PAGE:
Whenever I face a problem like this, my first instinct is to step back and see if there is some way I can reshape the original problem to make it easier to solve. For example:

  • Automate the lights based on time of day or lighting conditions and ignore whether the room is occupied or not.

  • Make the amount of time the light stays on based on time of day so if you enter the room at a time when you are likely to be awake leave the light on for long enough that you are likely to be detected moving around again or will have exited the room (i.e. hours instead of minutes).

  • Automate the lights strictly based on time or some other event instead of the motion sensor, or a combination of states. For example, turn on the light when the motion sensor detects motion and keep the light on until you go to bed or presence is no longer detected in the house.

  • Use sound, sonic distance sensors, vibration sensors in the couch, etc. in addition to the motion sensors when determining room presence. Use a weighted average or sum of all the sensors when determining room presence (e.g. if three sensors say the room is occupied treat the room as occupied).

  • As already suggested, cameras can be used to detect if there is someone in the room.

There are lots of ways to go about this, all of which either require a lot of work or require a compromise on your part.


These two options sound like possible winners to me.

A timer to keep the lights on for a period of time after motion is no longer detected, and a reset when motion is detected again would be the simple (and cheap) option. I don’t think it would even necessarily need to be hours unless the sensor is having a really hard time picking up movement on the couch. Unless you’re sleeping, it’s pretty hard to stay perfectly still for even 30 minutes at a time.

A sensor on the couch would be a pretty foolproof way of doing things, assuming someone will always be either a) on the couch or b) picked up by the motion sensor. If the OP is ok with a DIY approach, load cells on the couch legs would be just the ticket.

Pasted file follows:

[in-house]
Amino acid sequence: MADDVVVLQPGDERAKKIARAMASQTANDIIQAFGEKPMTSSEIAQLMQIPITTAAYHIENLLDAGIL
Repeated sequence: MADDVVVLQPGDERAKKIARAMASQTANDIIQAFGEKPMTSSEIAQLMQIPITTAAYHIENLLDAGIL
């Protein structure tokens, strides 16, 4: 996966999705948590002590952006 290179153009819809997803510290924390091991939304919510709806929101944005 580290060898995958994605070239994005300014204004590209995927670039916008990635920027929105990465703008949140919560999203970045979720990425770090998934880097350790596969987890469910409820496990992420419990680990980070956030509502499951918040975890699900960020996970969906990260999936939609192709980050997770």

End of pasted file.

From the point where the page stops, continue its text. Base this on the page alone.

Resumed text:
I have considered doing this for our bed, but am not really sure what to use it for since being in bed does not always mean we are ready to go to sleep.

I was thinking at that, but I want something that does not involve extra work/device from the end-user side.

I have an Apple Watch, my wife as well but she does not wear it… and my 2 girls (2 and 3and half) do not wear any electronic devices.

I am really disappointed on these motion sensors… I really thought that they will do a better job.


I will look at the camera option. I remember when I was young, I used a webcam to track motion. Was working pretty well.

Otherwise, not a big fan of the rules based on time of the day. My goal is to save electricity. I want to be as environment friendly as possible, even I will never get back my $ :wink:


I’ll just say to pay attention to diminishing returns.

If you are using effecient LEDs, it will take many years to pay for the camera in saved electricity.

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MOTION sensor

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No idea about the specific sensors you mention but many motion sensors have both inactivity timeout periods and sensitivity values that can be adjusted.

I’m not sure you have entirely grasped here, you can use the motion sensor as a trigger to start timing the light on. After 10 sec, the light stays on for XX minutes under Openhab control. If during the XX minutes, the motion sensor retriggers, you restart the timer back at the original XX minutes.
So when you naturally fidget on the couch during the course of half-an-hour, the light stays on.

A challenge is adjusting your motion sensor to pick up small movement on the couch without being triggered by flapping curtains etc.

The downside is the lights will stay on for half hour when you really do leave the room. You might consider adding a manual switch alongside, and repurposing the sensor/timer solution as more of a guard against leaving the lights on accidentally (especially useful with children - teenagers).

They are distinctively different; both are infra-red, but with different sensors; one is triggered by heat, the other “sees” the heat; often in a grid of 8x8 sensors, sometimes multiple sensors are in one presence detector.

Well, maybe I am cheap. Or I just want to be the most energy efficient as possible but I do not want even a 5 min timer. When I am on the couch, well, I do not really move, the sensor does not detect any movement. Even playing on my phone, it does not detect. I did set up the sensibility to maximum, still does not detect.